Washington Life Magazine
Washington Life Magazine

Life of the Party
What Money Can't Buy
Mary Haft and Letitia Baldrige
uddenly it was the spring of 1956,And for a multitude of reasons, I had to come home and start to work in my own country. It was not easy to come back. I had no idea what I was taking on in my new job as the fi rst woman executive at the staid old male bastion of Tiffany’s, the leading jeweler, silversmith and stationer in the world at that point - not just America. My new boss, Walter Hoving, often called “the Merchant Prince of New York” because of the length of his résumé as head of the major high-end retail stores in America, considered himself an expert on the subject of taste – and frankly, few would dare to disagree. Taste and good design were upper most in his thoughts. When he was chairman and CEO of Tiffany & Co., he wrote and lectured constantly on the subject of taste and organized seminars with the leading experts in the fi eld of design.One day, early in my career at Tiffany, he overheard me talking to a china buyer in the executive circle of desks on thefifth floor.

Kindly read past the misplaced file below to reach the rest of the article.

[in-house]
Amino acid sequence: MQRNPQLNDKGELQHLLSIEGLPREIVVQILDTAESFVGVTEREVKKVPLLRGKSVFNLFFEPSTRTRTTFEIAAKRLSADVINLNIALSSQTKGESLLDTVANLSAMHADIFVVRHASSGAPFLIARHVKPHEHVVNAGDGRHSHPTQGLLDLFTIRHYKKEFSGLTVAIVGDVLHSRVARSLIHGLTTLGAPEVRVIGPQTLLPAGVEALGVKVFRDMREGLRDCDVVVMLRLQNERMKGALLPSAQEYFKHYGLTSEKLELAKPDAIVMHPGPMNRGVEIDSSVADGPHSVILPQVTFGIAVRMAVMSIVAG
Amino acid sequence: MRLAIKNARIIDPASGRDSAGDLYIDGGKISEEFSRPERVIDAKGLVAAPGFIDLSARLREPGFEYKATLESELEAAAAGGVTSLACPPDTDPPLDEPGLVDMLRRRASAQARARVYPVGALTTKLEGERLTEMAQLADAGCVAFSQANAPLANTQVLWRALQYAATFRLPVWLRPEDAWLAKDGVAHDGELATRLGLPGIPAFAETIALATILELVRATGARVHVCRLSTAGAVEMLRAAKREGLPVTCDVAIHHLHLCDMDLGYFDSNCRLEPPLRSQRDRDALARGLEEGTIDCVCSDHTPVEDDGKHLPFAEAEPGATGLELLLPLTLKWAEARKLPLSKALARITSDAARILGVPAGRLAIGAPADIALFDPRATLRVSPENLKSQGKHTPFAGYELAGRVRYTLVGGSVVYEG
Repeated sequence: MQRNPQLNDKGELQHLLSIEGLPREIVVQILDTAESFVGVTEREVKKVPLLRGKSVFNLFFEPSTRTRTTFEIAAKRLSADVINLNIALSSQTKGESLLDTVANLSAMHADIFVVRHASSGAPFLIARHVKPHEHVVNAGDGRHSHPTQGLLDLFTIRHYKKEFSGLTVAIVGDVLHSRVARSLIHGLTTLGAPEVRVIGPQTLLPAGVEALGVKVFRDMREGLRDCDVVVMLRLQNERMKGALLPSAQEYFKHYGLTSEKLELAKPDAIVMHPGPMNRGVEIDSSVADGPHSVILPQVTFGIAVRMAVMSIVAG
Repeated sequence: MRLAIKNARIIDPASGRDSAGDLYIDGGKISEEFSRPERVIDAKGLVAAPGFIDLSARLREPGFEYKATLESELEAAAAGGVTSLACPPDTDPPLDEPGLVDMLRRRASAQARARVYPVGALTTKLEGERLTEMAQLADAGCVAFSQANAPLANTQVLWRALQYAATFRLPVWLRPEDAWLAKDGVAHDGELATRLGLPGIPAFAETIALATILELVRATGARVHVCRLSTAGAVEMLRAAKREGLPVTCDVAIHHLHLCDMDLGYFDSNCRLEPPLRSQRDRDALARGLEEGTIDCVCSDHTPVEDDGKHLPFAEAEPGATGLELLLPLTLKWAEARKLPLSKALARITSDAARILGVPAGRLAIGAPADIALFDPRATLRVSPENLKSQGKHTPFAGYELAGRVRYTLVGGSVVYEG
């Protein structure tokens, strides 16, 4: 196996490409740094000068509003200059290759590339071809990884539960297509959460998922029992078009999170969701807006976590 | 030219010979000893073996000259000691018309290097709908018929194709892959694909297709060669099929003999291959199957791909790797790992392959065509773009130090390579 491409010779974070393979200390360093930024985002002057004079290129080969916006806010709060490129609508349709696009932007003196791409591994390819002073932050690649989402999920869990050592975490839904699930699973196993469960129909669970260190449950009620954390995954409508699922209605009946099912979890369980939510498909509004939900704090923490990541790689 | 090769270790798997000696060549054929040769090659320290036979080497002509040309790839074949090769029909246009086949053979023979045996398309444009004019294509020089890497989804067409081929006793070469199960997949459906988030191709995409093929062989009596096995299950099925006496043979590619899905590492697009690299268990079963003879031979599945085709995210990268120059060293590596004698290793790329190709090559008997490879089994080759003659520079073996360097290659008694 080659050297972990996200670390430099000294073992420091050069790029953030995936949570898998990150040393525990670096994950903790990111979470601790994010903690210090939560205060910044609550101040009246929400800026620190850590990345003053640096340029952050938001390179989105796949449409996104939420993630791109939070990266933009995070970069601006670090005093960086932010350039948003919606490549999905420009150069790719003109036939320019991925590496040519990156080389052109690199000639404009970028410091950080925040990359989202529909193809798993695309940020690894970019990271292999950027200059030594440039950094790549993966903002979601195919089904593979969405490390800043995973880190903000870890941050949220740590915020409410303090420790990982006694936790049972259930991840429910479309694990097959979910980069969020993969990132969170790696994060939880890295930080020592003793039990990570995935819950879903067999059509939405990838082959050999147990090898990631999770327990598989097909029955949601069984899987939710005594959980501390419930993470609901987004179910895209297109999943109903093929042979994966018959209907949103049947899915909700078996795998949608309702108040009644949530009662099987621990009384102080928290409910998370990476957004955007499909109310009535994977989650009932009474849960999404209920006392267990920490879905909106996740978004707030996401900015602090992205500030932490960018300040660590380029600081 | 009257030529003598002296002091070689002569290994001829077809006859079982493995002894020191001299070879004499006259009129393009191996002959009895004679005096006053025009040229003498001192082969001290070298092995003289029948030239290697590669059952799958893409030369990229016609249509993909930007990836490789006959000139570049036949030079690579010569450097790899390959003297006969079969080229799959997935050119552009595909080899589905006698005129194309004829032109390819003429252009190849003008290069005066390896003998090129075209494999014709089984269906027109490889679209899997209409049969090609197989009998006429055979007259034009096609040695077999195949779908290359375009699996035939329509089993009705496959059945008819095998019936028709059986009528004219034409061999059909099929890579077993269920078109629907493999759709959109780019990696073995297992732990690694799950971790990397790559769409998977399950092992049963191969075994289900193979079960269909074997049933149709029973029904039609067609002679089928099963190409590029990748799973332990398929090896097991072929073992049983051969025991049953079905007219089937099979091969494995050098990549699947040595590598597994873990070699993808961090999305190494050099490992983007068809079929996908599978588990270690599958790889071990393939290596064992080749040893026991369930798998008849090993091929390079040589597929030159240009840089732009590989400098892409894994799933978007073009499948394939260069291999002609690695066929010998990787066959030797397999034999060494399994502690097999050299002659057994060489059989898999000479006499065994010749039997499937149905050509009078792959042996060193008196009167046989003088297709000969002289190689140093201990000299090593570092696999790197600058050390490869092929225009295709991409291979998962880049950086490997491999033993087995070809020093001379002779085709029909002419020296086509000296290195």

Celebrating Taste I was offhandedly referring to a low-end store that had opened on Fifth Avenue as an “emporium of tacky taste.” “Miss Baldridge, wrong! There is no such thing as tacky taste!” He intoned emotions like a preacher at the height of his passion, and I wondered, Oh Lord, what terrible thing have I done this time?Nancy and John Palmer
“You are absolutely wrong!” he bellowed again at me from the other side of the executive circle. All the other executives working at their desks stopped whatever they were doing and listened. I thought I had infuriated him by criticizing another store on his sacrosanct Fifth Avenue. Instead, he was chastising me for my viewpoint, something that was to occur with frequency during our professional relationship. When Hoving was mad, he was mad, intimidating everyone from the freight elevator attendant to his outside directors. “There is no bad taste!” he repeated, “no atrocious taste, no cheap taste. There is only taste, and it implies good, never bad. Otherwise, the word may not be used. If something has no quality, use any word other that taste.”wl
Alexis Tobin, Maurice Tobin and Mary Bruce Ann Nitze Nini Ferguson and Joan Tobin


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